Deadly wildfires continue in Southern California (Wednesday morning)

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Published on 14 Nov 2018, 15:21
LOS ANGELES AND VENTURA COUNTIES, CALIFORNIA, USA - Aerial view of wildfires in Southern California.

A new fire dubbed the Sierra Fire developed in southern California on Tuesday night (November 13), growing rapidly and threatening a residential neighborhood in Fontana.

The Sierra Fire is the latest fire to emerge on California's southern wildfire front. On Monday (November 12), teams struggled to contain the Woolsey Fire which killed two people, destroyed more than 400 structures and displaced some 200,000 people in the mountains and foothills near the Malibu coast west of Los Angeles.

In northern California, teams uncovered the remains of six fire victims on Tuesday, raising the death toll for the so-called Camp Fire to 48 in the most lethal and destructive wildfire in California's history.

More than 100 National Guard troops were being sent into the northern town of Paradise to assist with the search for additional human remains.
The remains of six more fire victims were found on Tuesday (November 14) in a northern California town overrun by flames last week, raising the death toll to 48 in the most lethal and destructive wildfire in California's history.

The latest fatality count was announced by Butte County Sheriff Kory Honea after forensic teams with cadaver dogs spent the day combing through a ghostly landscape strewn with ash and charred debris in what was left of the Sierra foothills hamlet of Paradise, about 175 miles (280 km) north of San Francisco.

Honea said 100 National Guard troops were being sent in at his request to assist the search for additional human remains left by the so-called Camp Fire.

The intensified effort to locate victims came on the sixth day of a blaze that has incinerated more than 8,800 homes and other buildings, including most of Paradise, a town once home to 27,000 people that was largely erased hours after the fire began on Thursday.

One Malibu resident who didn't heed the evacuation order was 59-year-old Tony Haynes, who described how strong winds brought the fire through his neighborhood during the weekend, with the sky growing dark, saying there was so much smoke he put on his scuba-diving tank to breathe. "It was a fire storm, the worse I've ever seen it, I've fought a lot of fires at my house. I've been here since 1963 in Malibu but when the fire storm came over the hill here and it was about 60 miles an hour plus, it turned pitch black when the fire storm came over. After that, I just ran around and put out fires."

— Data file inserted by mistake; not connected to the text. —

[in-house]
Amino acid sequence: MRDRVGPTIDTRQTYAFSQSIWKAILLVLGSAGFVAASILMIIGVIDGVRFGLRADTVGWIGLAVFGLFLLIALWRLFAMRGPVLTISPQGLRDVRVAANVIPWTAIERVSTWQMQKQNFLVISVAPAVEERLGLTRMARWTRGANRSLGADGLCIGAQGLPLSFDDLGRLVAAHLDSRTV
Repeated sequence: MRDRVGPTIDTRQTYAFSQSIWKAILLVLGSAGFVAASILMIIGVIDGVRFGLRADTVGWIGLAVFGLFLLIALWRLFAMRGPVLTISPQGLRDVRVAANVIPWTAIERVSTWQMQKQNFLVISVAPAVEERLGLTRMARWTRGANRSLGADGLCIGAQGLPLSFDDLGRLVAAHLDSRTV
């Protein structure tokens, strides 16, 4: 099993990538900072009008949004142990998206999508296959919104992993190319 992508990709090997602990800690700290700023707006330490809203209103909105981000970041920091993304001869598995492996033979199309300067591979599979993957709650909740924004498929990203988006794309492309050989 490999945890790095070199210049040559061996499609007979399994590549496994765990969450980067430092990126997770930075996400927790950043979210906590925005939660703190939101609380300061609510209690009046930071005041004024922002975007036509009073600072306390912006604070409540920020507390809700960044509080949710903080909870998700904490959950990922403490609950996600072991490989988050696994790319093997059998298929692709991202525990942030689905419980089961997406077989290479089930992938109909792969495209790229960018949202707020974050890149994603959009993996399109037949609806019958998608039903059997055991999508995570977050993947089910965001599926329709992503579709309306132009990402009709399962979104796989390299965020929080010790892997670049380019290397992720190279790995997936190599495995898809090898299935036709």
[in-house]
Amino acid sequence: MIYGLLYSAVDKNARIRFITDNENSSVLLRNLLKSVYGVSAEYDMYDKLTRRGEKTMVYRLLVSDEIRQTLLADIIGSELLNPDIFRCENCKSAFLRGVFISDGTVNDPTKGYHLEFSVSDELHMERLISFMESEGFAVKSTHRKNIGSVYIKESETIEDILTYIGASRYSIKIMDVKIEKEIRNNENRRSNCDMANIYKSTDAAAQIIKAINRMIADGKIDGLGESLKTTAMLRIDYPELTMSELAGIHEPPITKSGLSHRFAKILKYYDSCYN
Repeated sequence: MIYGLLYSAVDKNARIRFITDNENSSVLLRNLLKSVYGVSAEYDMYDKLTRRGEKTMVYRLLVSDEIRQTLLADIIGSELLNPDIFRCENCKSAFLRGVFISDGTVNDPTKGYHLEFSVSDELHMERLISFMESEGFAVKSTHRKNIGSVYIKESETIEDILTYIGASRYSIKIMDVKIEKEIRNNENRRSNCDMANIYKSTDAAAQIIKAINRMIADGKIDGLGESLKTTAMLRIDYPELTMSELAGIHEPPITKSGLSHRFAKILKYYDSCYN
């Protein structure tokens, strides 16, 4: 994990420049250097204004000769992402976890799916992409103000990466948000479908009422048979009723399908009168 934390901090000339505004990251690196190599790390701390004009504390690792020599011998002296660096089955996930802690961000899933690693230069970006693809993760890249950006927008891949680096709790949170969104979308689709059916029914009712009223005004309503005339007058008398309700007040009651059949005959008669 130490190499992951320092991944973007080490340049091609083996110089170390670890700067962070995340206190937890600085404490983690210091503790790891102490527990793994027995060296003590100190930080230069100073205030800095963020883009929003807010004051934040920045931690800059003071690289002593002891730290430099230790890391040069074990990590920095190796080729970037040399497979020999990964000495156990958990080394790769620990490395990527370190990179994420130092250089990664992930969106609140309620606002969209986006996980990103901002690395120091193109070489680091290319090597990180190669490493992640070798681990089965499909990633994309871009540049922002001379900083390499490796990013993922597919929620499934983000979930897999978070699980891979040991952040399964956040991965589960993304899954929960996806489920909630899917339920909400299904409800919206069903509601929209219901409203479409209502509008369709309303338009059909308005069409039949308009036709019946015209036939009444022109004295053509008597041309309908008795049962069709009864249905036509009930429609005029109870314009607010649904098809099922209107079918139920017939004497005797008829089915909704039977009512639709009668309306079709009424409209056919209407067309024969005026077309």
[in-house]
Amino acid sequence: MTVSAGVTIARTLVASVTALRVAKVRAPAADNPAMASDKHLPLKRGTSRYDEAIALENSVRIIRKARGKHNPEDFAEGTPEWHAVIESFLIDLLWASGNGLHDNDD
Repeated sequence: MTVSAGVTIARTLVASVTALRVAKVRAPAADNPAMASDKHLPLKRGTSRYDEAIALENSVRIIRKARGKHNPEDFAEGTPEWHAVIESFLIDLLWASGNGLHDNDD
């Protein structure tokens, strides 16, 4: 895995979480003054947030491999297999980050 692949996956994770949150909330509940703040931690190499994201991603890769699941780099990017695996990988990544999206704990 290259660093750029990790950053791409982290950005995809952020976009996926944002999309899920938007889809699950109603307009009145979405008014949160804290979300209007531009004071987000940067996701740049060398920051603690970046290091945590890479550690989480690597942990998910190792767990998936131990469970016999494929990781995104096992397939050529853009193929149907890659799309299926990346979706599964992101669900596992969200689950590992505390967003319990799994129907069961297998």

Haynes said his home survived.

Many of those allowed to return were left without power or cellphone service, even if their homes were spared by the flames.

"We're fine, we got very, very lucky. We have a lot of friends who their houses are gone, all Malibu park is gone. We're very lucky, we only had one house in our family that didn't make it and that's my mom's boyfriend's," said Devon DeMatteo.

Winds of up to 40 miles per hour (64 km per hour) were expected to continue in southern California through Tuesday, heightening the risk of fresh blazes ignited by scattered embers

Search teams have recovered remains of 42 people killed by a fierce wildfire that largely incinerated the town of Paradise in northern California, marking the greatest loss of life from a wild land blaze in state history. Grace Lee reports.
It's now the deadliest blaze in California history.

Officials say at least 42 people have been killed in the so-called Camp Fire.

The latest death toll announced after authorities found the remains of another 13 victims.

That fire is already the most destructive on record in the state, leaving the small town of Paradise in ashes.

Since erupting on Thursday (November 8) its claimed more than 7000 homes and businesses in the area.

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